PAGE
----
Winner Profile: A short biography of the winning brewer, frequently including tips on homebrewing.

Tim Thomssen
2014 Midwest Homebrewer of the Year
Midwest Homebrewer of the Year Winner Photo

I’m a 6th generation Hayseed from Nebraska, living in Lincoln with my VERY supportive wife Theresa and our two dogs, Nitro, a Jack Russell Terrier and Delilah a Yorkshire Terrier/Poodle mix. I started brewing in December 2010, almost exactly 4 years ago as I write this. I did a handful of extract batches on the stove before getting kicked out of the kitchen into the garage, where I assembled the equipment to do all grain brewing.

I’m a proud member of the world famous Lincoln Lagers Homebrew Club. The Lagers are an amazingly knowledgeable group of brewers who freely share both their knowledge and their beer! The benefits of joining a home brew club are huge, especially if you want to learn how to make better beer. We have a lot of BJCP judges in the club and are working on getting a few more certified. I took the tasting exam in August and am currently awaiting my results. We held the inaugural Sowers Cup Homebrew Competition in 2014 and plan on hosting it annually. We had some really great prizes in 2014, should be even better next year.

I have a competitive spirit with a background in drag racing as well as land speed racing. I actually held a land speed record at over 232 MPH for about 20 years. Once I got into brewing I was surprised to find out that you could compete with beer. I have entered competitions regularly throughout 2013 and 2014. One of the cool things I like about beer competition is that it’s blind and provides a level playing field for everyone. Unlike racing, spending large amounts of cash on fancy equipment does not really buy any advantage, rather hard work and attention to detail is usually rewarded.

In 2014 I brewed and competed with beers from all 28 BJCP style categories. I've been accused of going overboard on things at times. To that I say "anything worth doing is worth overdoing!"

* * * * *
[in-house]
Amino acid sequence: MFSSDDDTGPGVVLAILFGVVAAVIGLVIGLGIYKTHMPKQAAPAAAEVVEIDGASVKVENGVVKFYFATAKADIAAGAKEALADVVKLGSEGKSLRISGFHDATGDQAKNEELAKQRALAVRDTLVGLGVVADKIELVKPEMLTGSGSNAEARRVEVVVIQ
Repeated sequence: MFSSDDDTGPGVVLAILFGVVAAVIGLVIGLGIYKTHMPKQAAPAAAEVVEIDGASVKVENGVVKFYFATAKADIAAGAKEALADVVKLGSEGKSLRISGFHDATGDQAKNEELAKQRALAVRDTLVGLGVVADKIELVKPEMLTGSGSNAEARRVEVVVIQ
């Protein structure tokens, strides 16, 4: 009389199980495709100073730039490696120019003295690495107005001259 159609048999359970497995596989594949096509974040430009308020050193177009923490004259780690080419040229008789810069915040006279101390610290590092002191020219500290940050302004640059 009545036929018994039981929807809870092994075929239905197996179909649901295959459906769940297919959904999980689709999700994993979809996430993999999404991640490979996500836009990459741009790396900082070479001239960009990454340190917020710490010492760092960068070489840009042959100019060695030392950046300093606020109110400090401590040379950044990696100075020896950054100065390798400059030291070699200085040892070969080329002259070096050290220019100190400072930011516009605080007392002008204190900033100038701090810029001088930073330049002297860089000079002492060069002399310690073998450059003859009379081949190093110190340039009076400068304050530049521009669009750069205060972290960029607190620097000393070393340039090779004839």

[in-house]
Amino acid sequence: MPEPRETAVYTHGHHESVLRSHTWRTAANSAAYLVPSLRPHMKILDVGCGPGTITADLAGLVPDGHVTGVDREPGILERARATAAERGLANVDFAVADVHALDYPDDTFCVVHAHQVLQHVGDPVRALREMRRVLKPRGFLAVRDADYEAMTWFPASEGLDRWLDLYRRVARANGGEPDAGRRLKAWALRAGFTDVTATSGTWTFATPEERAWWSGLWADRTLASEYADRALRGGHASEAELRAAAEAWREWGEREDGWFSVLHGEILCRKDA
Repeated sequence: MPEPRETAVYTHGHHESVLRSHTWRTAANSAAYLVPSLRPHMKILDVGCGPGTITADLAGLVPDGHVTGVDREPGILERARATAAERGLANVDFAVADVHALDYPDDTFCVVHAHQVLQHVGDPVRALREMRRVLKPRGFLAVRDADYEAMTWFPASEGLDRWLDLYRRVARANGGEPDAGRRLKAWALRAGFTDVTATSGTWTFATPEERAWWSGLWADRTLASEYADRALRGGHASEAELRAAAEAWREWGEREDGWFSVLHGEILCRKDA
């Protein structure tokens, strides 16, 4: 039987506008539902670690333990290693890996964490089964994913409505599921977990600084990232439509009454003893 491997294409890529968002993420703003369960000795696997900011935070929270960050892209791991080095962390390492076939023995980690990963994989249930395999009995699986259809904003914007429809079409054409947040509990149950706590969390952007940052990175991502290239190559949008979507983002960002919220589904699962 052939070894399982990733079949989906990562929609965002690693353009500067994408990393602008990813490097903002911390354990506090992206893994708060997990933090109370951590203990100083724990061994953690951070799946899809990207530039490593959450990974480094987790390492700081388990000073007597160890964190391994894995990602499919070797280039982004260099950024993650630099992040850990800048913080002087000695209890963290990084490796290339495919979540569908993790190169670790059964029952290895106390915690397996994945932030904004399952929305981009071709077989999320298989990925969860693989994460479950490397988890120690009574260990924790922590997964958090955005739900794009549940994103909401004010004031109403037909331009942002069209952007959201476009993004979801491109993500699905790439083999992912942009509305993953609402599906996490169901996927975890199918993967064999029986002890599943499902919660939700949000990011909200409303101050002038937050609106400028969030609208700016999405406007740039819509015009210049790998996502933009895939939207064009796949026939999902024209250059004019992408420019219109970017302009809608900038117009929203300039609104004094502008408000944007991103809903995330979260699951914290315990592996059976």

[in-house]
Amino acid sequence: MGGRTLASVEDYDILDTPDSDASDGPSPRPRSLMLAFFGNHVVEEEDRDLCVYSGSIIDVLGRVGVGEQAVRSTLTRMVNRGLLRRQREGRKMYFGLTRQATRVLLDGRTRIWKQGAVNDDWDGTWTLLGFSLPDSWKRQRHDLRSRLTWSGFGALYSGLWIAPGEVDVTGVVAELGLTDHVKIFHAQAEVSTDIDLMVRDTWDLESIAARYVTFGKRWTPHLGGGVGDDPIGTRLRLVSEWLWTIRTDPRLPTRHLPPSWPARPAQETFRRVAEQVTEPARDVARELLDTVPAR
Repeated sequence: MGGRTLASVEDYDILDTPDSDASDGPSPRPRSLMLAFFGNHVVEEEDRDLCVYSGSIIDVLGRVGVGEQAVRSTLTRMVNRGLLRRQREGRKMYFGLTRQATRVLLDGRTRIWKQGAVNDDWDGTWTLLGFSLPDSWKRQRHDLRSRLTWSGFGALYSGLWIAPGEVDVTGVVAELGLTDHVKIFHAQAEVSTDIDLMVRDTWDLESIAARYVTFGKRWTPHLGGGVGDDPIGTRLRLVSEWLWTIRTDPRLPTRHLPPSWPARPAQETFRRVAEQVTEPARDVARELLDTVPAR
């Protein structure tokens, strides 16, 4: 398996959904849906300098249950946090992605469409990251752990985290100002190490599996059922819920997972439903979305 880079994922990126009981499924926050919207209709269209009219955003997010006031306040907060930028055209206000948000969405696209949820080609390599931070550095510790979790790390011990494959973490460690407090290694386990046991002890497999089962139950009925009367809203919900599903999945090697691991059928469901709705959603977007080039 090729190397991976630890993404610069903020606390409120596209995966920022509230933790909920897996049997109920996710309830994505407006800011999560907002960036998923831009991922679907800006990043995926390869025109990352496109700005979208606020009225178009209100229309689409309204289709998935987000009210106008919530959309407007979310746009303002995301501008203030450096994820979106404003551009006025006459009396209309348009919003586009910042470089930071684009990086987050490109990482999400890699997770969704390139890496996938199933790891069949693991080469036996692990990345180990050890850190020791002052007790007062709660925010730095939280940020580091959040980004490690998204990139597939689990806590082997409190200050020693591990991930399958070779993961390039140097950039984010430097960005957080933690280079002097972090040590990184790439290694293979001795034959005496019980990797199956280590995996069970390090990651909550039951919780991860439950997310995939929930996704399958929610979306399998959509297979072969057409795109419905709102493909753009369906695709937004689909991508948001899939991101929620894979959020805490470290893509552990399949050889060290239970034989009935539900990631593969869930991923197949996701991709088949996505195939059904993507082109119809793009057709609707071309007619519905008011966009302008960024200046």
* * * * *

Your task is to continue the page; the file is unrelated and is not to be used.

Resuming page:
I boil in a 15 gallon kettle, use a 10 gallon beverage cooler for mash/lauter and another cooler for HLT. I generally fly sparge but will occasionally do a no sparge or batch sparge, particularly on low gravity beers. The main system upgrade I have added is a second burner, that is really nice to have so I can do two boils at the same time, it also comes in handy for doing decoctions on the German Lagers. I have the burners plumbed to natural gas, which is probably the single best part of my system, no more hauling around propane tanks, plus you never run out of gas!

I rely on a combination of gravity and muscles to move the liquid around, it’s great to have the kettle just high enough that it will drain right into fermenter. Speaking of fermenters, I generally prefer buckets since they are light weight, easy to clean and unbreakable. I have a few glass carboys around that mostly get used for sour beers. If I need to bulk age something, I will typically use a keg for that.

Since I have 2 burners, I added a second mash/lauter tun so I can do two 10 gallon batches at the same time. If I do a 10 gallon boil it will usually get split with 2 different yeast strains or spices or something different, either that or I will split the boil and make 2 totally different beers. I like brewing this way as it keeps me busy on brew day and makes good use of time. Using this method I can end up with 4 different 5 gallon batches in the fermentation area at the end of an 8 hour brew day.

I'd like to thank all the participating competition organizers as well as the Midwest Homebrewer Of The Year organizers for creating such a fun and challenging competition. The winning percentage factor really forces you to carefully consider the beers you enter. Thanks too go to Jason McLaughlin for helping me dial in some of my competition entries and the style knowledge I learned from him. I'd also like to say a special thank you to my fellow competitors, Scot Schaar and Michael Wilcox who pushed me to become a better brewer.

Beer is only temporary, however, the friendships I have forged through beer I expect to last a lifetime.

Farmhouse Brewing Supply
Contact Us